Mariners from around the world are headed to Victoria to partake in one of the longest-running sailboat races in the world.
The annual Swiftsure International Yacht Race is sailing into Victoria for its 76th year, bringing yachts of all kinds from around B.C., Canada and the world to the Salish Sea.
Hosted by the Royal Victoria Yacht Club, the race tests sailing skills, endurance and strategy during four long courses – the Swiftsure Lightship Classic (243.2 kilometres), the Hein Back Race (207.8 km), the Cape Flattery Race (179.3 km) and the Juan de Fuca Race (138.5 km).
The 2019 Swiftshore Inshore Classic sees sailors take a shorter, 40-km route off the Victoria waterfront, east toward San Juan Island and finishing in Cadboro Bay.
With 150 yachts already registered, boaters are preparing to face not only the unpredictable currents, but fog, rain, extreme weather and the challenges of night time racing.
With 150 yachts already registered, the race draws all types of sailors, from experienced amateurs to long-time professionals, like Alex Fox and skipper Glenn Wakefield, who first took part in Swiftsure in the ‘70s. This year they are again heading out on the water with their crew on the Westwind II.
“The race itself is always a challenge because of the weather and the tides changing constantly,” Fox said. “It’s kind of like taking a test that you think you know how to pass but every year it’s different.
|Skipper Glenn Wakefield (left) and Alex Fox are sailing the Westwind II in this year’s Swiftsure International Yacht Race. Both sailors have been participating in the race since the ’70s. (Nina Grossman/News Staff)|
You plan for whatever wind is forecast, you plan for the currents and you come up with a game plan and you stick to that basically, but you’re also aware of where your competition is.”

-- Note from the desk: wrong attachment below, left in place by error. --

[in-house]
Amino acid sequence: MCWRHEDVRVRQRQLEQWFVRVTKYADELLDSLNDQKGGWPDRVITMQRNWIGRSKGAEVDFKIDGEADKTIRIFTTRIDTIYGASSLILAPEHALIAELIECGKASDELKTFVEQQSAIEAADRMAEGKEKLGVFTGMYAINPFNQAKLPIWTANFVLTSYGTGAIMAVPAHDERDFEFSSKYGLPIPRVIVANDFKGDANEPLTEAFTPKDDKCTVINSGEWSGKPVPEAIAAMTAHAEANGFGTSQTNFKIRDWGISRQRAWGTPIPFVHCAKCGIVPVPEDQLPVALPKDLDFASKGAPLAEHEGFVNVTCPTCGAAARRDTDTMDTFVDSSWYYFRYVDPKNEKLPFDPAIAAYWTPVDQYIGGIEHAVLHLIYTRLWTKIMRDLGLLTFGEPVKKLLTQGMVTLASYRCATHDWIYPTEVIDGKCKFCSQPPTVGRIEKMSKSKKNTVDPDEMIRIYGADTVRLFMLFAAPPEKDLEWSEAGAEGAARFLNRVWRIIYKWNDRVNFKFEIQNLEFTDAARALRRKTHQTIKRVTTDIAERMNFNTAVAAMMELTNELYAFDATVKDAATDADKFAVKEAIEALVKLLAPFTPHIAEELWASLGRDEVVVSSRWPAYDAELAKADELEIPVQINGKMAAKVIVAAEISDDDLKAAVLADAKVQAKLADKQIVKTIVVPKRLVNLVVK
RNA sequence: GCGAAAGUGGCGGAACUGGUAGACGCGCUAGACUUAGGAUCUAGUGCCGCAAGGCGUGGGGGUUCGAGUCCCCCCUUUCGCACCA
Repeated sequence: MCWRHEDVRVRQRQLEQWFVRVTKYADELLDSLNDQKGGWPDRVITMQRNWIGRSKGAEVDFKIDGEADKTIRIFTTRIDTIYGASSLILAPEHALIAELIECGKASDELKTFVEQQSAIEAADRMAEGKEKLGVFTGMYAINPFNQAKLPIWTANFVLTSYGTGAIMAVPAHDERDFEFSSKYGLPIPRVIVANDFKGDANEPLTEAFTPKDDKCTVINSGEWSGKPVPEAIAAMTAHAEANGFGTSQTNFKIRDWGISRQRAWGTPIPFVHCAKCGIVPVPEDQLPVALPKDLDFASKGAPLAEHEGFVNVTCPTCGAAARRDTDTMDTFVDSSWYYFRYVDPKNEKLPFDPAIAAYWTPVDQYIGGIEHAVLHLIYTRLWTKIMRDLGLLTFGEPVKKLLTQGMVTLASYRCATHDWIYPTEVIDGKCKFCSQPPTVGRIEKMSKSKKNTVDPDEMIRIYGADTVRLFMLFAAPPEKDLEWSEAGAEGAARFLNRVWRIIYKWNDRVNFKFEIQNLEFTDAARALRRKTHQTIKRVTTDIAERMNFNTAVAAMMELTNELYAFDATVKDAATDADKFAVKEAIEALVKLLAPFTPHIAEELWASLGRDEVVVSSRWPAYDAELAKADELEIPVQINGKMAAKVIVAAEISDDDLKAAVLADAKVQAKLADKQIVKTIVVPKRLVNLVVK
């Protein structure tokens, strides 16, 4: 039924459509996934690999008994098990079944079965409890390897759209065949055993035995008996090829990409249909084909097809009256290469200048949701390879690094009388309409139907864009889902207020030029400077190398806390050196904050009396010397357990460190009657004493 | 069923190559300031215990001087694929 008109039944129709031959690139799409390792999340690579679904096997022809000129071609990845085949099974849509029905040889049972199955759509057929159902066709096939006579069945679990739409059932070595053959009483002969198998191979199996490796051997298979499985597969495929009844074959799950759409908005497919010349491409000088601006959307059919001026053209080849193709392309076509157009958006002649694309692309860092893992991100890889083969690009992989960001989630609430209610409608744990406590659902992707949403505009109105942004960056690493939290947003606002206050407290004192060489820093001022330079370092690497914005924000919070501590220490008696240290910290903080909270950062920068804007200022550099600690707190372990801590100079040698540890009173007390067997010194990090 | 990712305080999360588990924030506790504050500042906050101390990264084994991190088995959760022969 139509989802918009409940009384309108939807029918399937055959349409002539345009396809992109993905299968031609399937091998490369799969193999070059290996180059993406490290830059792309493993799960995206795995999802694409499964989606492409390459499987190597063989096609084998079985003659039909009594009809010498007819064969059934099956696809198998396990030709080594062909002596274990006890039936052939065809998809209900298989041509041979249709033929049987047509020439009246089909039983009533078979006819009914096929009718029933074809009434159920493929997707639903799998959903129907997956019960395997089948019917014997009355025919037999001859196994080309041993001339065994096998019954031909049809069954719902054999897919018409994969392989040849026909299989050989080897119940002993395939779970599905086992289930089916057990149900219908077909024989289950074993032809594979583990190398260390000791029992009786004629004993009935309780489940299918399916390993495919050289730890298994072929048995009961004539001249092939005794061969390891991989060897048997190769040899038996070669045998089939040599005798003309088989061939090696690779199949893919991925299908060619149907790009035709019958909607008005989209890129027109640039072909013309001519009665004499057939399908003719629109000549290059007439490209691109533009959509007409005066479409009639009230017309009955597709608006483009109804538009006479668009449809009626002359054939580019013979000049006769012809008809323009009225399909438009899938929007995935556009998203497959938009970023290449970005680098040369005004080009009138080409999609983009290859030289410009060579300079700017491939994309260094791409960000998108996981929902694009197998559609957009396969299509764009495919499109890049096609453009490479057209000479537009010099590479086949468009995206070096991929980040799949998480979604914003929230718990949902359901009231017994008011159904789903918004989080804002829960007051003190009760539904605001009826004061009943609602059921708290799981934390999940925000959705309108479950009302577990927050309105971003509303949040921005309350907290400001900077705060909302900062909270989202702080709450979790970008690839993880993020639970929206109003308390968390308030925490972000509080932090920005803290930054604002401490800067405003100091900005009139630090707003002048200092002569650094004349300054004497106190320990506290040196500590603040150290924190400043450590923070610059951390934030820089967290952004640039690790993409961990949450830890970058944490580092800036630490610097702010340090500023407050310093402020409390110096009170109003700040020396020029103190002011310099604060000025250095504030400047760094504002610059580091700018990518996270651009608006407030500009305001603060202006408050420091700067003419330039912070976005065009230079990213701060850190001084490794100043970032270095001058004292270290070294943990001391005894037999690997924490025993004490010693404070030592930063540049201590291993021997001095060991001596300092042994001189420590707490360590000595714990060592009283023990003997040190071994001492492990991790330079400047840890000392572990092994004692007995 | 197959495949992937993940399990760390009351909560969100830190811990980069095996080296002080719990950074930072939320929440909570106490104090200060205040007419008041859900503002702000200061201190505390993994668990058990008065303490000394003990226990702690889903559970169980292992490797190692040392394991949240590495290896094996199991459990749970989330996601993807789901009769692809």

Wakefield said, “[Swiftsure] is a classic for Victoria and the West Coast.”
Chris Maier, a lieutenant commander in the Royal Canadian Navy, is a skipper on ‘Tuna,’ one of two Navy boats participating in this year’s competition.
“From a sailing perspective, it’s just an amazing race,” he said. The sailing course looks simple, but when you go out… the tides, the currents, the weather, the shipping in the channel and all the other boats on the race course make it a very challenging event for the sailors.
And then there’s just the amazing community atmosphere that Swiftsure generates. We’re always excited to take part.”
Spinnakers Pub is again supporting the event and has released a new Swiftsure beer this year – a malty, lightly-hopped amber ale.
— Nina Grossman (@NinaGrossman) May 14, 2019
On May 23 the public is invited to check out the yachts at Victoria’s Inner Harbour before they head off to sea.
Race day starts May 25, with yachts leaving the Inner Harbour around 7 a.m. and the first races starting by 9 a.m. near Clover Point.
Onlookers can enjoy a pancake breakfast put on the Central Saanich Lions Club at 8 a.m. at Clover Point and watch the fascinating dance of the yachts below.
Each race starts with a gun blast from the deck of the HMCS Edmonton, and what follows can look like total chaos from above, with boats jostling to make it to the right position – as close to the start line without crossing it – by the time the gun goes off.
The Royal Canadian Air Force 442 Squadron will then conduct a search and rescue demonstration over the water near Clover Point.
For more information on this year’s Swiftsure race, visit swiftsure.org.